Most literature, like Shakespeare, is written in “Old English.”
Only stuck-up nerds read or write literature, and they do so to feel superior to others.</li></li></ul><li>Debunking the myths<br /><ul><li>Lots of literature is very fun to read, e.g. Amy Tan, Toni Morrison, Edgar Allan Poe—he wrote horror stories! Even Shakespeare, although admittedly it’s better to watch a play than read it.
A lot of literature puts the point right out front for all to see, e.g. My Sister’s Keeper. Some literature, such as much Postmodern literature, makes no point at all.</li></li></ul><li>Debunking continued<br /><ul><li>More literature is being produced today than ever. Contemporary authors of literature include Salman Rushdie (b. 1947) and HanifKureishi (b. 1954).
Contemporary literature is often about contemporary topics.
Older literature has endured because it has some relevance to every age. If it doesn’t endure, people won’t read it beyond the time in which it was written.</li></li></ul><li>More debunking<br /><ul><li>Shakespeare is written in modern English. It’s different from the way we speak but language changes over time. Do your parents understand all the slang you use?
Old English is a completely different language. It’s kind of like the relationship of Latin to Italian. (To hear what it sounds like, go to http://www.youtube.com/watch?v=Y13cES7MMd8.)</li></li></ul><li>Final debunking<br /><ul><li>People who like literature do not do so to feel superior anymore than people who can talk about cars do that to feel superior to the rest of us.
Nick Cannon</li></li></ul><li>So, uh, what is literature?<br /><ul><li>Literature is writing that is a kind of art. Unlike nonfiction, such as newspaper articles, there is no need to convey a certain number of facts and isn’t limited to a certain length. So authors of literature can play with their writing.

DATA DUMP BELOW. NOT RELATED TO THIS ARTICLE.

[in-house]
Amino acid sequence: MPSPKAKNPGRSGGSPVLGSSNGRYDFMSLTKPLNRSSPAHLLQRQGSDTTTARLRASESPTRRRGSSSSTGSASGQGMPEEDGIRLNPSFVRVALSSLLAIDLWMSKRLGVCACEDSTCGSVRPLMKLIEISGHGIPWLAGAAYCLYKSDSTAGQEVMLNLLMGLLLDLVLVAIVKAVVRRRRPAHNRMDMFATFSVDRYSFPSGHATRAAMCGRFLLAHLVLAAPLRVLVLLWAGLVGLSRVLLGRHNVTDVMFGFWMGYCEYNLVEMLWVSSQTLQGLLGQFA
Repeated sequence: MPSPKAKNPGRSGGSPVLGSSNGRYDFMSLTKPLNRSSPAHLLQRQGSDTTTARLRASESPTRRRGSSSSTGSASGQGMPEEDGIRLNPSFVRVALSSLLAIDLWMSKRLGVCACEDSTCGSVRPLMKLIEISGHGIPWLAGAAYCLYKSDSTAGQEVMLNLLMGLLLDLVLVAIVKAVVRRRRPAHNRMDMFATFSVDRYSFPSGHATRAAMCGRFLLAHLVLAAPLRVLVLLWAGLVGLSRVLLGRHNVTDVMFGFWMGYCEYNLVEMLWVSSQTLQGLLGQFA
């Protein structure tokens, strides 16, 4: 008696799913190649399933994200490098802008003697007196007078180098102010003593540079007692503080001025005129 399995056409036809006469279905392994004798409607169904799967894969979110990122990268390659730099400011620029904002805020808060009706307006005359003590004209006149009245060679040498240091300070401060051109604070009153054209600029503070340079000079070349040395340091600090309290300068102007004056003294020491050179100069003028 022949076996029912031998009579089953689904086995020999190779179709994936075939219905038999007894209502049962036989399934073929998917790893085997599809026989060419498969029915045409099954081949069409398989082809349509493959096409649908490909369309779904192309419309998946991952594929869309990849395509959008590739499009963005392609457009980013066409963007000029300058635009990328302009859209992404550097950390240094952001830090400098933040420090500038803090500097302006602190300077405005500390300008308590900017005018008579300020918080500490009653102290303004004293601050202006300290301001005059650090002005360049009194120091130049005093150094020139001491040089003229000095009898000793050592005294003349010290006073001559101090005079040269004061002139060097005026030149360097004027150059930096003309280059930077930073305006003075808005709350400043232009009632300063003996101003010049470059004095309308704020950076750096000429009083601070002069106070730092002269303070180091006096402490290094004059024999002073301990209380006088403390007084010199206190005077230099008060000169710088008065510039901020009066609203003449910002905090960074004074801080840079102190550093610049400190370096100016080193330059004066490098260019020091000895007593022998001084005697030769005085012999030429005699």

Drama</li></li></ul><li>What else?<br /><ul><li>Literature does usually have a point of some kind, even if that point is “art for art’s sake.”
Literature makes use of literary devices to make reading easier, more fun, and to add layers of meaning.
Literature is not some sort of secret text to which only certain people have “the meaning.”
There can be more than one interpretation of a piece of literature, provided it can be supported by the text.</li></li></ul><li>A few common literary devices<br /><ul><li>Symbolism: When something stands for something else. E.g. the US flag is a symbol of America and freedom.
Irony: the opposite of what’s expected. There are 3 kinds
Verbal irony: sarcasm. Clearly the person means the opposite of what is said.
Situational: what happens is the opposite of what’s expected.
Dramatic irony: when the audience knows something a character (or several) do not. That one person is really pretending to be someone else, for example.</li></li></ul><li>A couple more devices<br /><ul><li>Comparisons
Simile: uses “like” or “as”: as big as a house
Metaphor: is a direct comparison: She’s a brick house.
Metaphor is not the same as symbolism! If there aren’t 2 things being compared, it’s not a metaphor.
Mood or Tone: the attitude/emotion taken toward the subject of the story.
For more on literary devices, go to http://www.tnellen.com/cybereng/lit_terms/</li></li></ul><li>Why are you telling me this?<br /><ul><li>When writing about literature, it’s good to use some of the jargon of the field.
This class isn’t about memorizing literary devices or even interpreting literature really, but it is about writing about literature. You may need to talk about literary devices to do so.</li></li></ul><li>Now what?<br /><ul><li>Take a look around this LibGuide to get more information about different types of literature.